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If adequate government funding can be relied upon, the free fundamental data model delivers greater economic benefits than the alternative models. The larger benefits result from increases in the use of fundamental data that would occur because of the agency providing data free or at a very low price, and flow-on effects of increases in competition and innovation in downstream markets for products and services that use fundamental data. However, the achievement of these benefits also requires that certain other conditions hold, notably that:
– the government agencies that produce the data do not rely on the purchasing decisions of data users to provide signals to guide decisions on the quality of the data; and
– the benefits of free provision of fundamental data are not negated by fewer market opportunities for competition and innovation by non-government producers of fundamental data.
Where these conditions do not hold, the benefits of the free fundamental data model may not be sustained and models that allow for cost recovery are superior in the longer term. The comparative analyses of the current study show that the full cost recovery model is superior where the free fundamental data model results in deterioration in the quality of fundamental data over time due to funding constraints or misspecification of data quality.
The comparative analyses also show that the price discrimination model achieves most of the economic benefit of the free fundamental data model, particularly where there is a significant government share of data use. The price discrimination model provides a trade-off between the independent-funding benefits of the full cost recovery model and greater-use benefits of the free fundamental data model.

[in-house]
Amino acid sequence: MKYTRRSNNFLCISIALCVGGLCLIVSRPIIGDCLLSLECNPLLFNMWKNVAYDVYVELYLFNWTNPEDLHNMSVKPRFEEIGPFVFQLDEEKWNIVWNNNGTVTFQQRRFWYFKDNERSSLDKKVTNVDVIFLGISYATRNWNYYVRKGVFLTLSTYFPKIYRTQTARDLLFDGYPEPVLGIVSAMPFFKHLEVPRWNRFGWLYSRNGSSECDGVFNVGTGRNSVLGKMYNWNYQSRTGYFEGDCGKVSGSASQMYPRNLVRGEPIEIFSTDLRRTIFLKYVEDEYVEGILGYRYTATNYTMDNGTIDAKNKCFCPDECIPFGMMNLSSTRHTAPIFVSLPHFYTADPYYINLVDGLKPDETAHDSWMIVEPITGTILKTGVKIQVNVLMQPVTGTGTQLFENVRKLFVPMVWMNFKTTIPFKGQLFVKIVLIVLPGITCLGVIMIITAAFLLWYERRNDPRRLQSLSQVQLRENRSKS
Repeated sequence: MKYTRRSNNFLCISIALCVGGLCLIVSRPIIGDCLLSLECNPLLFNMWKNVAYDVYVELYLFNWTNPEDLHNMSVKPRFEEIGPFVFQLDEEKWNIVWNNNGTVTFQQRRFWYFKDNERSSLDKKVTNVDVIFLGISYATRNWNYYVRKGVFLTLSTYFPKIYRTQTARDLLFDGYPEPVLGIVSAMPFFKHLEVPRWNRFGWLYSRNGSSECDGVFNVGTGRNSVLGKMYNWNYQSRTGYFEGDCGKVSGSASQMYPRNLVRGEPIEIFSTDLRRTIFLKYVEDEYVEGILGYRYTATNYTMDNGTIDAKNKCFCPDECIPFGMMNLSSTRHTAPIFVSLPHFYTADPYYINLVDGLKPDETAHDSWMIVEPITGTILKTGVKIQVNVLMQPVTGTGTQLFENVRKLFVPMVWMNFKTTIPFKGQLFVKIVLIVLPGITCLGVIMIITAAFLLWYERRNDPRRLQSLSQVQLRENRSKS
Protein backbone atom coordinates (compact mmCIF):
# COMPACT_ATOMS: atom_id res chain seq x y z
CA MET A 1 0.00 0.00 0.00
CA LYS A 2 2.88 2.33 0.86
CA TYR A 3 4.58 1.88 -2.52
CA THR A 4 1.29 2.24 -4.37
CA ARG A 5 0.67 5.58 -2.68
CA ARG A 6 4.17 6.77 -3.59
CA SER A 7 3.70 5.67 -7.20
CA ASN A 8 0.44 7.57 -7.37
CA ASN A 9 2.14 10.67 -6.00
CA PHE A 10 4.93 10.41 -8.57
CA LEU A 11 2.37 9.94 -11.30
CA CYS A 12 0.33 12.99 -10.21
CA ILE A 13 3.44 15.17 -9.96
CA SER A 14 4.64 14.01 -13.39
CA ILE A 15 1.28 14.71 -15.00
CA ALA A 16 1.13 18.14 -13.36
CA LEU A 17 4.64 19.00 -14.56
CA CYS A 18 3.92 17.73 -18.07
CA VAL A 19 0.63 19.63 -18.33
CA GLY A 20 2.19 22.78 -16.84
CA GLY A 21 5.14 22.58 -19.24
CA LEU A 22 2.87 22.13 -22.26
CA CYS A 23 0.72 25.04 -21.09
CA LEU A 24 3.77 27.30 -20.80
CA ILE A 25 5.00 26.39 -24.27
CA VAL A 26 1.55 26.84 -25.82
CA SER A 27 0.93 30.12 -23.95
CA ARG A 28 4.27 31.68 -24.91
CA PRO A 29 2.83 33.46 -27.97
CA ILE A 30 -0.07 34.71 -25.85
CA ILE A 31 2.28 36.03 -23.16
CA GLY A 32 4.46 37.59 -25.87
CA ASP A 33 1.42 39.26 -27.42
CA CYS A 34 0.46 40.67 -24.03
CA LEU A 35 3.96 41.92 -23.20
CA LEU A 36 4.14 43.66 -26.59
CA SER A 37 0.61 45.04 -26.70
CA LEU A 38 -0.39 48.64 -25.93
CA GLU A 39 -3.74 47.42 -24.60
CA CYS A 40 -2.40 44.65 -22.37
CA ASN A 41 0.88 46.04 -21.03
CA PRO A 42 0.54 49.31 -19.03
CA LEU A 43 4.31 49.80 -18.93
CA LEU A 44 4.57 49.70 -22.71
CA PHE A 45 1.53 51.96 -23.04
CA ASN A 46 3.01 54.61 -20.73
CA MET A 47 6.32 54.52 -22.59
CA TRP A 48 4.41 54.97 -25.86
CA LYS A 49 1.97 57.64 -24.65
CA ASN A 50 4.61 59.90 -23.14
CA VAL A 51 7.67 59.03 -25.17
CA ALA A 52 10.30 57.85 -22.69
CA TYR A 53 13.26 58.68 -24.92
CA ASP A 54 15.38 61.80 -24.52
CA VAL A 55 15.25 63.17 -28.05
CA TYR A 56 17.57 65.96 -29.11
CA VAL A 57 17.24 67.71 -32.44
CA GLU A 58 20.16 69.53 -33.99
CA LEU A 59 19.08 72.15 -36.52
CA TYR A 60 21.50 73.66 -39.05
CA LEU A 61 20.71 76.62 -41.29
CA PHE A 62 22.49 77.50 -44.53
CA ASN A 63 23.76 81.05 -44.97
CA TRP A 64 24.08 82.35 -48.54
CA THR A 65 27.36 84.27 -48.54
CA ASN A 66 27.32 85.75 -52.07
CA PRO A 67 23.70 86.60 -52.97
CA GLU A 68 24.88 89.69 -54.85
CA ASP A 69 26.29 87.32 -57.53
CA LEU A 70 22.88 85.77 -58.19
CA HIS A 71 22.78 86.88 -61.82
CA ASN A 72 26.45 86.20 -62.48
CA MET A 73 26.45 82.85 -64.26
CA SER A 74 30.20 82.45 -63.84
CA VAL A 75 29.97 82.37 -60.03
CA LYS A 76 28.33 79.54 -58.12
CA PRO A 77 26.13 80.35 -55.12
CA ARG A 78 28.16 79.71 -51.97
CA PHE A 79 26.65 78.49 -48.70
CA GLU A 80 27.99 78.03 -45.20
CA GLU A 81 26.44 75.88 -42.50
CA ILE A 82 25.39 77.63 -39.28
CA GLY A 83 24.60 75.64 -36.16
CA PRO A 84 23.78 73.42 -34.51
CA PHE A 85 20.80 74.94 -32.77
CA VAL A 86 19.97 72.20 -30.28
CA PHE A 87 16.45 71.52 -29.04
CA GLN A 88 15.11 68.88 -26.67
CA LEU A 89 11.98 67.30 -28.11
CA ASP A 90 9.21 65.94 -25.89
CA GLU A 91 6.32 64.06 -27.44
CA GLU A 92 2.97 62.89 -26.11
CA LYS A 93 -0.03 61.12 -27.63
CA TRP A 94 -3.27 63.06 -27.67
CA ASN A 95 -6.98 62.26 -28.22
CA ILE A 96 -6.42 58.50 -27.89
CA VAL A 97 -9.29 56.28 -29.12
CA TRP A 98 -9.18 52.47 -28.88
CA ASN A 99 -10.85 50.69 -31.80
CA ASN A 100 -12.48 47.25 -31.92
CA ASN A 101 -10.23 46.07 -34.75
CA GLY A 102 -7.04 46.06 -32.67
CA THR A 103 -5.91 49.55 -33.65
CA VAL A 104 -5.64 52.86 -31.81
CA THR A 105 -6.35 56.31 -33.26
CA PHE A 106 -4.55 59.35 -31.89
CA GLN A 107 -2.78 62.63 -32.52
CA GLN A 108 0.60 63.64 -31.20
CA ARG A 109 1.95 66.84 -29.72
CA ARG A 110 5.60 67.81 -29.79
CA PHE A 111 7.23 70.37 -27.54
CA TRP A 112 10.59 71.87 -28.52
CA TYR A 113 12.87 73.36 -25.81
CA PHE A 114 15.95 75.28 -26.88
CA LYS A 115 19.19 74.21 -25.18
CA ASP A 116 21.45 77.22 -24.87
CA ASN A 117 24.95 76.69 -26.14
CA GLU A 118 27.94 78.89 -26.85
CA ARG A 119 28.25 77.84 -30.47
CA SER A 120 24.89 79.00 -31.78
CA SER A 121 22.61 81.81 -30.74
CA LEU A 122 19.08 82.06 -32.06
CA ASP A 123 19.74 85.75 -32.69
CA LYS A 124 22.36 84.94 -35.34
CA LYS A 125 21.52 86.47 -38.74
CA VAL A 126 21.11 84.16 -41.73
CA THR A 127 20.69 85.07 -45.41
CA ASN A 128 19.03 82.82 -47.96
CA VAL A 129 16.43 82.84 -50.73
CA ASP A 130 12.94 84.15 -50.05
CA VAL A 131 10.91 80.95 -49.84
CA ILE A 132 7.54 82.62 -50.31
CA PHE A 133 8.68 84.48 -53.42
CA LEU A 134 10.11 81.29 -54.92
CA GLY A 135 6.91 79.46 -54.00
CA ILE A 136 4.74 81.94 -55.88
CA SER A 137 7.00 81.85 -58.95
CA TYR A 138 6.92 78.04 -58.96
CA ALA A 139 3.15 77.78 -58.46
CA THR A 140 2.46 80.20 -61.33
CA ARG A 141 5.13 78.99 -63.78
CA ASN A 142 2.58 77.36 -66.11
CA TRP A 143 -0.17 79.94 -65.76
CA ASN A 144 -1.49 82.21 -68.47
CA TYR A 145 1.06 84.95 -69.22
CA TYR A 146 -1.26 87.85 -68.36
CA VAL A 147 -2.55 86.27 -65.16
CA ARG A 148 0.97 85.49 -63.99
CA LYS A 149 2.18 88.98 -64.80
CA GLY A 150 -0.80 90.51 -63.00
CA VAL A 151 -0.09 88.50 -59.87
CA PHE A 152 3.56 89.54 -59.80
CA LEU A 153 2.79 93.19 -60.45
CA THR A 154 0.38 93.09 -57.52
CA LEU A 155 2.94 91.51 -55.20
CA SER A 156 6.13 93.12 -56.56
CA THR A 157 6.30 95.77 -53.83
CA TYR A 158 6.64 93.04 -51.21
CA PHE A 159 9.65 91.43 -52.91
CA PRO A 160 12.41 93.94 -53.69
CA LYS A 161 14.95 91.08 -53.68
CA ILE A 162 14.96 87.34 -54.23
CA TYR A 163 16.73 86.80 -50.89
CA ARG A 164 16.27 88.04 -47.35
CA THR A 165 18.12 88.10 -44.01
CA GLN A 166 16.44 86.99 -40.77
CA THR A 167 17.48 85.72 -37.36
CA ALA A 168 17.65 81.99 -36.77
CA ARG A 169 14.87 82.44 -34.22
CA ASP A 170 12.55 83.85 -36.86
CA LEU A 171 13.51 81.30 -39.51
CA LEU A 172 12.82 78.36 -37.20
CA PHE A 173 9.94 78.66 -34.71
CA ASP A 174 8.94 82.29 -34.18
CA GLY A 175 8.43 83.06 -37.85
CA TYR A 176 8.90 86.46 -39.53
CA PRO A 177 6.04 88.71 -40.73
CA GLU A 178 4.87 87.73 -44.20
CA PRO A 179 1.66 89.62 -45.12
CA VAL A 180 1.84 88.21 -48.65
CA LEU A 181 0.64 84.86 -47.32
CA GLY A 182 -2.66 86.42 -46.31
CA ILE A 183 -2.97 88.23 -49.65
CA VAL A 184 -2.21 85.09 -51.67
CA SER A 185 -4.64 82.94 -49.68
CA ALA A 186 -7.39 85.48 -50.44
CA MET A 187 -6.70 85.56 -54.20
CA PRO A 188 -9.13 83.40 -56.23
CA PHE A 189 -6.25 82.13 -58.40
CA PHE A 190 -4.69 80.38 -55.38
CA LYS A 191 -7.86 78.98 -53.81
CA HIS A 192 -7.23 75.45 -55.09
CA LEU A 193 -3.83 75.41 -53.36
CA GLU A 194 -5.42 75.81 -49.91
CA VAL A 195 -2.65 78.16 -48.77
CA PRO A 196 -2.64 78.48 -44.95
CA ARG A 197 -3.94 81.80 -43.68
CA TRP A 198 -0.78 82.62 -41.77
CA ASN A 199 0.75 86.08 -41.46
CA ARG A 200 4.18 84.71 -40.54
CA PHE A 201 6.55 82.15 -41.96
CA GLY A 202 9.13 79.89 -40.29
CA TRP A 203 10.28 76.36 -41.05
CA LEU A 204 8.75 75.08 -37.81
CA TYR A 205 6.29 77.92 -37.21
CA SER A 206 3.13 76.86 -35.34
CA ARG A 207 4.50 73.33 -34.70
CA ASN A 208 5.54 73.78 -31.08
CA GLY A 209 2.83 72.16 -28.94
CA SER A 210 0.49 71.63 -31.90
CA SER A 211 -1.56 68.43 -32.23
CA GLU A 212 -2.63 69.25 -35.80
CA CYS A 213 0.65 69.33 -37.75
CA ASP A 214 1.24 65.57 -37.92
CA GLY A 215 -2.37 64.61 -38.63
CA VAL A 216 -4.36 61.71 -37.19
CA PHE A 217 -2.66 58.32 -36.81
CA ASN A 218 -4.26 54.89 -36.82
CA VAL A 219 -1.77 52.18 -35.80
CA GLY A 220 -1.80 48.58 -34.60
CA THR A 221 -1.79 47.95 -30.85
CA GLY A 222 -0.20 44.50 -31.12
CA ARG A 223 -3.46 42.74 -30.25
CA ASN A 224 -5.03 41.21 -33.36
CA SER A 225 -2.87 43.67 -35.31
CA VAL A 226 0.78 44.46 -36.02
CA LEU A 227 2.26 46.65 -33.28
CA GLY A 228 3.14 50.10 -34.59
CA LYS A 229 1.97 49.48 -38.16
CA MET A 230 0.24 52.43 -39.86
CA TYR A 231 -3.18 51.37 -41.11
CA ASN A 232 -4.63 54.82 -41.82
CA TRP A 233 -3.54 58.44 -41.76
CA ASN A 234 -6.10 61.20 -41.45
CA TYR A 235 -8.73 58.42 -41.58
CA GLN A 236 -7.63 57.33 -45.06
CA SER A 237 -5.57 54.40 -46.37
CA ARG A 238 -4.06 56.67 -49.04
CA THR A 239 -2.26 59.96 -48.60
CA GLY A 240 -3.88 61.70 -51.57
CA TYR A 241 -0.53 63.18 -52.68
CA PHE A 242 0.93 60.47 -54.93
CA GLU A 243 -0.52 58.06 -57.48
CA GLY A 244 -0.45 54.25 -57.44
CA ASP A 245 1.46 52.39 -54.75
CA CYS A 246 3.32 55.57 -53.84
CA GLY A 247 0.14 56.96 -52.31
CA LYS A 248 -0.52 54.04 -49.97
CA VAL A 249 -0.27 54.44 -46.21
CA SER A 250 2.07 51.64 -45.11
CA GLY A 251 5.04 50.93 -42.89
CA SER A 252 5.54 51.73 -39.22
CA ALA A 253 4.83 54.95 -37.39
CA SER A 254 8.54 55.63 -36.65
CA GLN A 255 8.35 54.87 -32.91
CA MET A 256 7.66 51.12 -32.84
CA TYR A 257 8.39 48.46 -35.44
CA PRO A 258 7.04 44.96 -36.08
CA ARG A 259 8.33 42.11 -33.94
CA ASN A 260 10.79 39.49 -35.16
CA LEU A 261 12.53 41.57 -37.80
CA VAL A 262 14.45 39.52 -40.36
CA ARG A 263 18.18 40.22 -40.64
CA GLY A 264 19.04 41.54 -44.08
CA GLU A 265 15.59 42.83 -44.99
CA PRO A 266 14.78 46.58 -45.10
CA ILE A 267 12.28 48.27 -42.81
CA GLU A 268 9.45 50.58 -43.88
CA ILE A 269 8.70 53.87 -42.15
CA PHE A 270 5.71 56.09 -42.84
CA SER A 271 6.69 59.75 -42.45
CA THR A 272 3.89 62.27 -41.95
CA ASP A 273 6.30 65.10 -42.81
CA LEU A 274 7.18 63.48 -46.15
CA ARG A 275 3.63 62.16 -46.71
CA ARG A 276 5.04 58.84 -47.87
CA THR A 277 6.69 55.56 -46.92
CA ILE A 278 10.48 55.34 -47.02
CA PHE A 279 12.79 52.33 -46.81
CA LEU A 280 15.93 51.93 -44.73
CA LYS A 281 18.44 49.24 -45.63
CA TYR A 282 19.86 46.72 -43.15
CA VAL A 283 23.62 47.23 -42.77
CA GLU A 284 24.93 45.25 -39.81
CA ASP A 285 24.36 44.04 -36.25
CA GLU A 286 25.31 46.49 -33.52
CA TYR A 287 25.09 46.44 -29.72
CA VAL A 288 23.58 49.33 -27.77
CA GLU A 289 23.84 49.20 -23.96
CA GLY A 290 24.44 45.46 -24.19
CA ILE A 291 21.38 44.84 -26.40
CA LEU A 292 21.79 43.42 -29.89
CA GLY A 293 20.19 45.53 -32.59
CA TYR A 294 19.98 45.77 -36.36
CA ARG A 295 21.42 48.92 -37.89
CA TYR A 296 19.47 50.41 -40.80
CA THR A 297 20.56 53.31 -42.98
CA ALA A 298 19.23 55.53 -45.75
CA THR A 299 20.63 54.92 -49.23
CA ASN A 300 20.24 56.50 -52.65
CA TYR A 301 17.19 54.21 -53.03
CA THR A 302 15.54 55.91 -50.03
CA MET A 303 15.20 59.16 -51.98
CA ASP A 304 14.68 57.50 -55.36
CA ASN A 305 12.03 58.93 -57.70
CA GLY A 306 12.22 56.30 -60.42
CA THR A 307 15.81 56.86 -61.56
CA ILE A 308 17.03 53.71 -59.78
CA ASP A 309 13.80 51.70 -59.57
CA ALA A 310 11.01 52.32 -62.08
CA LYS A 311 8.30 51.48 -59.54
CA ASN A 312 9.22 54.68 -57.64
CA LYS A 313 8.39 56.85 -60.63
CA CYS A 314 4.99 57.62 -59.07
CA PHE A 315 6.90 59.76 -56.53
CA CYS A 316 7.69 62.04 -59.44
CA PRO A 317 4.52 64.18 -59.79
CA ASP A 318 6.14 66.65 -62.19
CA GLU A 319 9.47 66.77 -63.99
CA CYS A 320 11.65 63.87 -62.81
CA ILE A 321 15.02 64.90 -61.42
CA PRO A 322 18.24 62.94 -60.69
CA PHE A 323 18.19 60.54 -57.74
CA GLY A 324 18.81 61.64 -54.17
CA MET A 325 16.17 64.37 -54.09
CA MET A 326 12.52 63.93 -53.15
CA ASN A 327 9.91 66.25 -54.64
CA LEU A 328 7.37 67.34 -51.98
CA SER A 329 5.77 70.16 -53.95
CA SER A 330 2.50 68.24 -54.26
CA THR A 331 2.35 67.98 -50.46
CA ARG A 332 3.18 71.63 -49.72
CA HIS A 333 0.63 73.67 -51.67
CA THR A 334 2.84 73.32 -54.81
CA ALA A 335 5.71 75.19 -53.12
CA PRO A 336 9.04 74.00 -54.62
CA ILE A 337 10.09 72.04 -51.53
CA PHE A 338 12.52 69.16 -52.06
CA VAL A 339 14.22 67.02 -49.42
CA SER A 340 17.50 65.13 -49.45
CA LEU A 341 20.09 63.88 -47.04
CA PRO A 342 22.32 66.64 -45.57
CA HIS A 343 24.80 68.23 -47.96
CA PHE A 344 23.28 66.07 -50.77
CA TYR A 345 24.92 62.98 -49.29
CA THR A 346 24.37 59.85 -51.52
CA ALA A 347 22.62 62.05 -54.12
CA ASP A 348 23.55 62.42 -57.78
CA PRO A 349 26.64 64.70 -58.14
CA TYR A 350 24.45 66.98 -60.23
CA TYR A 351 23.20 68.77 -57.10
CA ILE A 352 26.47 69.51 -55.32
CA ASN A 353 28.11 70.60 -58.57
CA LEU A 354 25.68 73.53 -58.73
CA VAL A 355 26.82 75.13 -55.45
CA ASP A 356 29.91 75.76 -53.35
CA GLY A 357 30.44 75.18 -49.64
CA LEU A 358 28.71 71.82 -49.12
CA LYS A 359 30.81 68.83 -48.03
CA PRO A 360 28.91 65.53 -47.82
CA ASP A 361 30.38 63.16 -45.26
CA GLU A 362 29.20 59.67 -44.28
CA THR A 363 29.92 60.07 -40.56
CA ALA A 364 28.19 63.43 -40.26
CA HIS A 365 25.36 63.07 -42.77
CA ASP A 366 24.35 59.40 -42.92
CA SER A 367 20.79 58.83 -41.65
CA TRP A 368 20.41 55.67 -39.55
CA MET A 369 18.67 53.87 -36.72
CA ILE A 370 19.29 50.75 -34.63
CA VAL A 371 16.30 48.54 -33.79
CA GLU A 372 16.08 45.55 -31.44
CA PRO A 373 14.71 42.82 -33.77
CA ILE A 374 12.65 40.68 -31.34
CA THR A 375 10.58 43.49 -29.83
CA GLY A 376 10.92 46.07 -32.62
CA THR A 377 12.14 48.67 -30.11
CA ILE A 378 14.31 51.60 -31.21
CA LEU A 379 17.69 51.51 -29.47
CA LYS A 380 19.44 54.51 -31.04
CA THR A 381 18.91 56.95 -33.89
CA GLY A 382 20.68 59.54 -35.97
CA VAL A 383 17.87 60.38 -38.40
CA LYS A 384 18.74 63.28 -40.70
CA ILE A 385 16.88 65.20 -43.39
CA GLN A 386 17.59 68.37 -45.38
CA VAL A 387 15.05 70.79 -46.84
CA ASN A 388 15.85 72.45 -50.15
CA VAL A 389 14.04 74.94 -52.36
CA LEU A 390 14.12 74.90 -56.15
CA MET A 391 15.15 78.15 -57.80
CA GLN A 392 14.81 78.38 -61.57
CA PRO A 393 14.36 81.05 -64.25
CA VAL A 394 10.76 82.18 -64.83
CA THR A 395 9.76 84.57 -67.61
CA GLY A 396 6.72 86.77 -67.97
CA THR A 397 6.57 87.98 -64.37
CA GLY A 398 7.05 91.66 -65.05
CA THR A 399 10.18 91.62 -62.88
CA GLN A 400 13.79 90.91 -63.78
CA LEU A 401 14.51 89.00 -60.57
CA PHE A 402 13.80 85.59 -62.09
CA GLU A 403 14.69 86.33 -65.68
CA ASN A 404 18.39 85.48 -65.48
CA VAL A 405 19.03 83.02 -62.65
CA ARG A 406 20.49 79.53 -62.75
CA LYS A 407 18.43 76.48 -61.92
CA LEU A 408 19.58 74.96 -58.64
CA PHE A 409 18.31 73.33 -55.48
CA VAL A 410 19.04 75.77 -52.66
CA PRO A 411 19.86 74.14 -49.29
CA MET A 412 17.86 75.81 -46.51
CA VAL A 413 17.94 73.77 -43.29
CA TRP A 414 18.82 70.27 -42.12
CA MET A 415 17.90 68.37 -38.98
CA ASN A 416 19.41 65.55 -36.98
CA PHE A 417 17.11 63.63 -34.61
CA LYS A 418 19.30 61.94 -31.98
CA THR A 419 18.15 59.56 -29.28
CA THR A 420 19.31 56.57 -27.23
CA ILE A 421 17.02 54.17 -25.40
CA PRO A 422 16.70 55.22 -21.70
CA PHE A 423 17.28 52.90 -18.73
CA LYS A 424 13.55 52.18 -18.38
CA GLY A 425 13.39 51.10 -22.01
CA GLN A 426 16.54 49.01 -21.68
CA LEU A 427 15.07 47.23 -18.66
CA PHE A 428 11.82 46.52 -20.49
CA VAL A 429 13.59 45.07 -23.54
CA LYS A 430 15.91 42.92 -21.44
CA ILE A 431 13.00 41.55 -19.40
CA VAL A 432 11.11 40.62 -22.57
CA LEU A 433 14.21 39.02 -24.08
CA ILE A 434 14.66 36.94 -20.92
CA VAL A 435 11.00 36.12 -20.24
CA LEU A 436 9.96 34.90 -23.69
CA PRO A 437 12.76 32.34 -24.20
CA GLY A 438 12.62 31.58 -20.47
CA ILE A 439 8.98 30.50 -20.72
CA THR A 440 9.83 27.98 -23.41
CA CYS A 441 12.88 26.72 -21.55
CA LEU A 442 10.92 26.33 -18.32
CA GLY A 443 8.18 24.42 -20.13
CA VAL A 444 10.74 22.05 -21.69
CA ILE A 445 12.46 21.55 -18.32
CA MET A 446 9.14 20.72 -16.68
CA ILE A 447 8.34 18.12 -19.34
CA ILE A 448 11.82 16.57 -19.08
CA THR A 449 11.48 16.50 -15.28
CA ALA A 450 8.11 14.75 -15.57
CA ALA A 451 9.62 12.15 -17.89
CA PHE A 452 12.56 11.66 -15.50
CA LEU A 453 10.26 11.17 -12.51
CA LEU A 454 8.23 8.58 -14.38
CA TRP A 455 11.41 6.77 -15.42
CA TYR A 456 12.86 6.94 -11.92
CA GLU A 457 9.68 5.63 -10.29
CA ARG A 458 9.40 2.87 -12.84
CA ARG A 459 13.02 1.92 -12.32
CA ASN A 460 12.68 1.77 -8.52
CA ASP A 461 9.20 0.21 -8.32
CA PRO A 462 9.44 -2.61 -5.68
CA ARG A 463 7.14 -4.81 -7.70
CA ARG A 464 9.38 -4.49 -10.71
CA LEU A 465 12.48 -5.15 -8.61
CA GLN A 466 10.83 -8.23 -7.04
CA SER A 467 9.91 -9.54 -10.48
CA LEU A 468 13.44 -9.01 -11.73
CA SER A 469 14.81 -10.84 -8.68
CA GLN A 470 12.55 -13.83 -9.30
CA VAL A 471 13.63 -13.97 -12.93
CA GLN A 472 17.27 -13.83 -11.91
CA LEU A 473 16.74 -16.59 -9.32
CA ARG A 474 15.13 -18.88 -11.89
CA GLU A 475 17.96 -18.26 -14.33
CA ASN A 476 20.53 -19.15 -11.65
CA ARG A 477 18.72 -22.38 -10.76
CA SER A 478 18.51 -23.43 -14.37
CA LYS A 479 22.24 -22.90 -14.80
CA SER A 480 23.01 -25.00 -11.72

At one end of the spectrum of models is the ’full cost recovery model’ in which data are priced to recover all of the costs (the ‘full cost‘) of producing, maintaining and distributing fundamental data from users. At the other end of the spectrum lies the ‘free fundamental data model’ in which fundamental data are priced to recover only the marginal cost of distribution. In between these two models is the ‘price discrimination model’ which applies differential pricing according to customer type. The ‘Commonwealth/State model’ is a hybrid of the above models. The alternative pricing models have different consequences for the economics of data production and consumption.
A static welfare analysis of the pricing and access models shows, as was demonstrated in previous reports, that changes in welfare are largely a function of the cost of public funds incurred through funding the production of fundamental data and the deadweight loss that is incurred through a cost recovery pricing model.
For a change between models in the opposite direction to that indicated, the welfare change is equivalent but of the opposite sign.
Find this article at: http://www.crcsi.com.au/assets/Resources/80fe8b41-721d-47b6-80bd-075bc64885b3.pdf report 2 starting after p.137